It has been just over a month since China dropped its zero COVID approach to the pandemic. Since then the disease has spread rapidly in China’s cities and there is lots of evidence that many people have died (hospitals, funeral parlors and crematoriums in Beijing have been overwhelmed) but very few of those deaths get reported in the official COVID death toll.

Today the NY Times reports there’s reason to think the situation is going to get worse as the disease is now moving into rural areas where there are no real hospitals or treatment available for anyone who gets sick.

The infections in Dadi Village, a corn farming community tucked between verdant hills in China’s remote southwest, started in early December when a handful of young people returned from jobs in big cities.

The nearest hospital was an hour away, and few could afford the $7 bus fare there. The village clinic is not equipped with oxygen tanks or even an oximeter to detect if someone’s blood is dangerously deprived of oxygen. It quickly ran out of its stockpile of five boxes of fever medicine, so officials told sick residents to stay home and drink lots of water…

China is bracing for an onslaught of infections in its fragile countryside as millions of migrant workers crowd onto trains and buses to leave factory towns, construction sites and cities, to return to their rural homes for the Lunar New Year holiday. The travel period, which begins Saturday and lasts 40 days, is expected to overwhelm the rural health care system only weeks after hospitals in wealthy cities like Beijing and Shanghai were buckled by the outbreak.

“What we are most worried about is that after three years, everyone … can finally go home for the new year to visit relatives,” Jiao Yahui, an official with China’s National Health Commission, told state media.

Of course the omicron variant often results in no symptoms or mild symptoms but the rural health clinics can’t even keep up with demand for medicines to help with fever. The real problem will be for the, mostly older, people who get a serious enough infection that they need a bed or a ventilator. There are no ventilators in rural clinics and the ones in regional hospitals are limited.

The problem China has is threefold. First, because zero COVID was in place for years most people have no natural resistance at all. Second, Chinese vaccines were very much second rate and won’t be as effective as US vaccines at keeping susceptible people from becoming seriously ill. Third, because zero COVID was dropped all at once, everyone is essentially going to get sick at the same time. Given the population of China, a lot of people will get seriously ill (even if it’s a small percentage of the total) and there won’t be enough room in hospitals for all of them.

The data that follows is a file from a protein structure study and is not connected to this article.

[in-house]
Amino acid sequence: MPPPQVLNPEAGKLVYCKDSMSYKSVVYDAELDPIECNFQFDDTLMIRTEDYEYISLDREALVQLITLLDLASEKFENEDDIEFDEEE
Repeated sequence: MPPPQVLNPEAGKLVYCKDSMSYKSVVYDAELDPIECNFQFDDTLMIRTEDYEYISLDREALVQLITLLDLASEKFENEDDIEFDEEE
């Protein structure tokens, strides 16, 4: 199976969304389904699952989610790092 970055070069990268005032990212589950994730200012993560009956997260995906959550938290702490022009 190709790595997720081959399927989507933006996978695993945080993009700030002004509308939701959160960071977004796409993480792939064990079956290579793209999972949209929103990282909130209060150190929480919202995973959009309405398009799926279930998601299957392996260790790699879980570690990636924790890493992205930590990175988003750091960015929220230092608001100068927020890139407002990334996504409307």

“When people move around, we are very likely going to see a surge of cases in the countryside, but the health care system does not have the capacity to withstand the rapid increase of demand,” said Yanzhong Huang, a senior fellow for global health at the Council on Foreign Relations.

Some belated efforts are underway to prepare but the question is why none of this was done over the past two years. China has also received offers of help from the US, specifically offers of the much more effective US vaccines. Those won’t prevent people from catching omicron but they are effective at keeping people out of the hospital. But China has turned down those offers.

China has rebuffed repeated US offers to share advanced vaccines as Beijing battles a fast-spreading wave of Covid-19, a rejection that’s led to growing frustration among American officials concerned about a resurgence of the pandemic.

Worried about the rise of new variants and impact on China’s economy, the US has repeatedly offered mRNA vaccines and other assistance to President Xi Jinping’s government through private channels, according to US officials who asked not to be identified discussing the deliberations.

US officials have also proposed indirect ways to supply the vaccines in an effort to accommodate political sensitivities in China on accepting foreign aid, they said, without providing more details.

At this point it’s really too late to reverse course. The spread is going to happen fast over the next several weeks. Once again, there will be lots of overcrowded hospitals, lots of body bags and long lines a funeral parlors but I suspect the official numbers won’t change very much.

This report was published yesterday and focuses on the ongoing glut of patients in Beijing.

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